A final question, for the commenters: Would you recreate the same characters, if you could, in different games that have a character creation feature? Would you focus more on recreating skills, personality traits or physical appearance?

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3:45 AM on 07.18.2010  

Who Do You Write Like?

I found this interesting website, which compares your writing with that of established authors. I tried it out with all my blog posts here, and got amusing results:

H.P Lovecraft
Kurt Vonnegut
James Joyce
Dan Brown
Margaret Atwood

But only one name appeared multiple times:

David Foster Wallace

So, whose writing is yours like?

http://iwl.me/

Click the link.

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2:31 AM on 07.13.2010  

Happy Birthday to Me

I'm not one to wait for others to give me what I can give myself, so I gave myself a birthday cake!


This was a triumph...

Not THAT cake! Another one.


You have gained Karma!

Better.

A little trivia: The main character in Fallout 3, the Lone Wanderer, shares my July 13th birthday. Link here.

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1:02 AM on 07.11.2010  

Alternate Reality: Your Character and You

When we play a videogame, how much time do we actually spend thinking about the character we're controlling?

This post will hopefully shed some light on the characters that act as our vessels in the gaming world of our choice.

One of the most profound choices are the ones that come at the very start of your game, in several popular RPGs. The Character Creation. You start by picking the character's gender, followed by a variety of options to make them look and sound the way you want them to. You follow by selecting a set of skills or traits the character will begin with, which will have a significant effect on the entirety of the game. You begin your game, probably as an idealized version of yourself, a twisted parody of a friend or, sometimes, some eye candy.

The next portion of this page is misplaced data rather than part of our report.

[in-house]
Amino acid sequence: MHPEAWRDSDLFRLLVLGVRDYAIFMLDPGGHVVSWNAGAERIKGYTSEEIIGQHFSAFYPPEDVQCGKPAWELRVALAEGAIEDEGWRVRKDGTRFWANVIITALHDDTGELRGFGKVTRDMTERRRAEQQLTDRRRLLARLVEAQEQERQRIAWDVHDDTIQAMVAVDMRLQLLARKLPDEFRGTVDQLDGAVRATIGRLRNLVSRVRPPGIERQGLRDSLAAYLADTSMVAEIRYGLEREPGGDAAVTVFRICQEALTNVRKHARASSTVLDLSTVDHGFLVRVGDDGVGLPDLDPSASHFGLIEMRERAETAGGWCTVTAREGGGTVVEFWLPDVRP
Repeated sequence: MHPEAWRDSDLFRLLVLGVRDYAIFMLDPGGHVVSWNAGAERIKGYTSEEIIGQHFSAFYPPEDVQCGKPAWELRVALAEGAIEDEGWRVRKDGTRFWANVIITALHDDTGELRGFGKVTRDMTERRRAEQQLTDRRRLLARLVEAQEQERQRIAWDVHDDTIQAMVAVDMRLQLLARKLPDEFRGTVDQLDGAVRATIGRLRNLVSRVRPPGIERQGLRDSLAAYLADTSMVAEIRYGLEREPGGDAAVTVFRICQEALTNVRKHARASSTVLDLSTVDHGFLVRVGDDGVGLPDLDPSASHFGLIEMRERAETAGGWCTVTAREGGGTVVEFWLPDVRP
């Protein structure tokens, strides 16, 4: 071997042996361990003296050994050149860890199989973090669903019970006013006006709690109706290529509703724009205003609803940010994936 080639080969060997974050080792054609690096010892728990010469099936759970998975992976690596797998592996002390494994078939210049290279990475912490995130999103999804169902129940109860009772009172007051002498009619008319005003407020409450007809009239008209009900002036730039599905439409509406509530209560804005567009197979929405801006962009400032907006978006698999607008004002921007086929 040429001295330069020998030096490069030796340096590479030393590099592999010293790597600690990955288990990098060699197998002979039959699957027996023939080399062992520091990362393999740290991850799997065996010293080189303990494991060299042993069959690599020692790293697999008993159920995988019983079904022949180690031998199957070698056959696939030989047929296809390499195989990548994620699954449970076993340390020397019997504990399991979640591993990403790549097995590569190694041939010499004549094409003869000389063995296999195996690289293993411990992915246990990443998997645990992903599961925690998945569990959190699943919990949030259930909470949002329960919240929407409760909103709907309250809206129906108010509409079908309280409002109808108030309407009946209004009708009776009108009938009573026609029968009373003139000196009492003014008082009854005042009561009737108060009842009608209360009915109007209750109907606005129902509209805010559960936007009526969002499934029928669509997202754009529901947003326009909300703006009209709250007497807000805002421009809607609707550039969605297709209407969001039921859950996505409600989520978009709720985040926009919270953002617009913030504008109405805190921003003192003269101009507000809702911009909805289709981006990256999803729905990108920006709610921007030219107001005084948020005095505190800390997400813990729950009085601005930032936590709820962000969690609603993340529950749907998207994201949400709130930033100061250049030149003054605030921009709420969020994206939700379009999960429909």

Your connection to your character is a vital one, because for the rest of the game you'll be inseparable. Who are you creating as a vessel or companion to your journey?



If you're like me, you enjoy experimenting with different skill sets. Most of them fall out of favor within a few hours of playing, until I figure the game out enough to follow the skill set path I'm comfortable with.

Through your journey in the gaming world, you need to establish a connection with your character. I know that a game really clicked with me when, by the final scene, I feel a sense of closure and loss. I'd be happy that my character, who I followed throughout the game, has accomplished something, and feel a little bittersweet that the time has come for our parting. In a sense, it feels like parting with a friend.

During the game, I try to understand my character's personality, and respect it. For example, in Mirror's Edge, I believed that Faith was a runner, not someone who would use a gun. So, I avoided picking up guns for the majority of the game, and opted to have Faith dodge bullets instead. It's what she did, and I wasn't willing to force her to change.


Faith also enjoyed smashing helmets, "Put that gun away!" she said.

I could list dozens of examples, but I'm sure you can think of many of your own, based on your own experiences. The question is, in the end, who do you want to travel with throughout the game? Who do you want to be?

In RPGs like Fallout 3, I'm usually experimenting between being good or evil (or maybe sadistic), but in games where characters have distinct personalities, I tend to honor that whenever I can, and take good care of my characters. They represent you in the world you're exploring, so you need to be in good terms with them.


Your journey starts here.

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1:43 AM on 07.07.2010  

A Proposal: A Personalized Rating System

I know that we all disagree when it comes to different games. Some of us like it more than others, and some hate it.

To make matters simpler I propose a new personalized rating system, which is pretty simple to calculate. Call it the Sama Rating System:

Game Score = (Fun - Pain) x (Story + Multiplayer)

Where:

Fun = Number of fun portions throughout your experience
Pain = Number of tedious (painful) portions you suffered in your experience.
Story = Rating you give the game's single player, using a one-to-ten scale where ten is total enjoyment.
Multiplayer = Rating you give the game's multiplayer aspect, using a one-to-ten scale where ten is total enjoyment.

NOTE: In case of games that include only a single player or multiplayer mode, you can rate it using a twenty-point scale. This ensures a more balanced rating system.

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2:23 AM on 07.03.2010  

Alternate Reality: Good or Evil, or just Sadistic?



I stood on the balcony of Tenpenny Tower, overlooking the Capital Wasteland. Megaton was barely visible on the horizon, and the detonator was in front of me.

Mr. Burke gave a quick speech about how glorious my decision was, or something. I wasn't suing much attention to it.